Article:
The common main relay K3 serves to disconnect the spare line from its normal, standby inputs and outputs, and to connect it to the busses 30, 31, 32, and 33. The relay K3 is energized in response to the output of the BUSY amplifier 47 (FIG. 2A) which is applied to the fifth bus 34. The relay K3 is operated in response to the busy signal on the bus 34 by an amplifier 72, which is connected to the bus 34 through an input delay circuit 76, and which serves to energize the relay K3 a short interval following energization of the normal main relay Kl or K2. The main relays K1, K2, and K3 are arranged for delayed release, as by the differential delay circuits 74, 74', and 76 shown at the inputs to their respective driver amplifiers, to ensure ample time for frame synchronization following switching before the circuit can response to a system alarm signal generated from the spare line.
Identical circuitry is installed at the other end of the route, and operates in the same way, practically simultaneously. If the spare line 11 operates satisfactorily after it is switched into duty service, the system alarm signal disappears from the input terminal 40 or 40', the main relays K1 or K2, and K3 remain energized, and the other normal line or 12 is denied access to the spare until the logic is reset by manual actuation of a release switch SW-l (FIG. 2B).
The release of the normal main relay K1 or K2 in response to actuation of the release switch SW-l is accomplished through a lockout portion of the logic shown in FIGS. 2C and 2D. Actuation of the release switch SW-l simulates a system alarm generated by the spare terminal matching unit 15 or 19, and the release of the main relay Kl or K2 by the switch may be best understood from the following description of the operation of the lockout circuit.
If a fault occurs in the spare line 11, or parts of the equipment associated with it at any time except for the delay period already noted, a system alarm signal is generated in the spare terminal matching unit 15 or 19, and the lockout circuit operates in response to the alarm signal to reset the system to its normal mode and make the spare line 11 unavailable until the lockout is manually restored to its normal condition.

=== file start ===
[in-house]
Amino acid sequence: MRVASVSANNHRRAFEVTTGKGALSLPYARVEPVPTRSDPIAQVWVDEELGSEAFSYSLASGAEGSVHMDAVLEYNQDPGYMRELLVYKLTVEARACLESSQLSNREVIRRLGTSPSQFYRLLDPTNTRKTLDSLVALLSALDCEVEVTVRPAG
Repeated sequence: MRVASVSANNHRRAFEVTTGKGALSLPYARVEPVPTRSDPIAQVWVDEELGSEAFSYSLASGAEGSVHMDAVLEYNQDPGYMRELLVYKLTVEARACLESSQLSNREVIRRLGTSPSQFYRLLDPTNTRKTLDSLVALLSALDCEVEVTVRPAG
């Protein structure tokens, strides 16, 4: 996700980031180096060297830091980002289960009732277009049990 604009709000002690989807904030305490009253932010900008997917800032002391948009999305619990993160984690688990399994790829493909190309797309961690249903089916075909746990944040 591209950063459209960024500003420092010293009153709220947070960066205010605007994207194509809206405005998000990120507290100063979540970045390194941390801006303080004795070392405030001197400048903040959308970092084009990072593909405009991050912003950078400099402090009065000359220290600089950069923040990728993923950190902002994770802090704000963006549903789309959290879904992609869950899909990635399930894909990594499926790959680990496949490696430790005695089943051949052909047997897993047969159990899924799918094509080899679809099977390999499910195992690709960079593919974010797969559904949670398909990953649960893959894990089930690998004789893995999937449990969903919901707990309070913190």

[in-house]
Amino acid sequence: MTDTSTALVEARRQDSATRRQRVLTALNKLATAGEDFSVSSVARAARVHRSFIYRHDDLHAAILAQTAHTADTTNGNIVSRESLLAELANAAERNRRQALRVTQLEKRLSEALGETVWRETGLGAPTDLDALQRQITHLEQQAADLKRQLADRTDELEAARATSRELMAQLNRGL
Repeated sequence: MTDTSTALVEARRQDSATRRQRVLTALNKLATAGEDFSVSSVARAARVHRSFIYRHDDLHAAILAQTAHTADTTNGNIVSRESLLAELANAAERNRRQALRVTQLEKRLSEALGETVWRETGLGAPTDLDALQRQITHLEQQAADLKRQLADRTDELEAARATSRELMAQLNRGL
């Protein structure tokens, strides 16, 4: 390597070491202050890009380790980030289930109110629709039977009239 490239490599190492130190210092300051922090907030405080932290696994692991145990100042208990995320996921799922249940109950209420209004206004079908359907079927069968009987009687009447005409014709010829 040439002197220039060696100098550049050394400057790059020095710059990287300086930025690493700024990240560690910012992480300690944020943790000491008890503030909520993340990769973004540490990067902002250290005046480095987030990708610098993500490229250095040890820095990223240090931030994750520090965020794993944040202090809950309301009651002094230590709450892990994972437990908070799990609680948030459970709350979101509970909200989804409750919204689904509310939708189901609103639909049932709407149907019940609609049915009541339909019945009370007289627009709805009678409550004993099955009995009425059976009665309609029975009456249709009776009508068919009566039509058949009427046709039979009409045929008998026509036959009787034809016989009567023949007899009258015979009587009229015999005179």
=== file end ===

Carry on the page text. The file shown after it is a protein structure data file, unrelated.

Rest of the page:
The operation is initiated in response to the system alarm signal from the spare terminal matching unit 15 or 19, which is applied to an input terminal 80 (FIGS. 28) and thence through gates 82 and 83 (FIGS. 2C and 2D) to drive an amplifier 85. The output of the amplifier 85 marks the ALARM COMMON lead 87 to reset the flip-flops 44, 45, and 44, 45' in the detectors and hold them reset, thereby turning and holding the driver amplifiers 51 and 51 off and de-energizing or preventing energization of the main relays K1 and K2.
The output of the amplifier 85 is also applied through the double throw contact K3-5 of the common main relay K3 to one or the other of two amplifiers 89 and 90, depending on the condition of the relay K3. If the alarm occurs while the relay K3is not energized (the spare line is on stand-by), the output of the amplifier is applied through a delay network 92 to the amplifier 89 to drive it after a predetermined interval of, say, a hundred milliseconds or so. If the alarm signal persists at the input terminal for that length of time, the amplifier 89 is driven, and, in turn, it drives the lockout amplifier 90 to energize the lockout relay K4 and the lockout alarm indicator 94.
If the alarm occurs while the spare line 11 is in its duty condition substituting for a normal line, the relay K3 is picked up at the time, and the signal from the first amplifier is applied first to the lockout amplifier to cause the lockout relay K4 to pick up and to remain picked up only for the relatively short interval required for the common main relay K3 to drop. When the main relay K3 drops, the signal from the first amplifier 85 is switched from the lockout amplifier 90 to the delay network 92, and through the network to the amplifier 89, and the lockout relay K4 is again energized at the expiration of the delay.
The delay provided by the network 92 allows the spare line 11 time to be synchronized and the lockout process to be stopped if the spare equipment is in good working order and the alarm signal was due to a malfunction in some other part of the equipment. Disappearance of the alarm signal during the delay interval shuts down the lockout process, and the spare line 11 is returned to its stand-by condition.
Ordinarily, an alarm signal can be expected to appear at the lockout input terminal during and immediately following a transfer operation, that is, immediately after the spare line 11 has been switched from its stand-by to its duty condition, and it may persist for the short interval needed to synchronize the spare line. To allow for the expected alarms, the start of the lockout is delayed for an interval following the start of an alarm signal at the terminal 80 so that the lockout will not come into action during transfer and for a brief interval following it. This is done by inhibiting the input gate 82 for the required interval following the onset of the busy signal on the fifth bus 34. The signal from the bus 34 is applied directly to one input of an inhibit gate 96, and through another gate 98 and a delay network 100 to the second input of the inhibit gate 96. The output of the inhibit gate 96 inhibits the lockout input gate 82 during the interval between the initiation of the busy signal and the timing out of the delay network 100.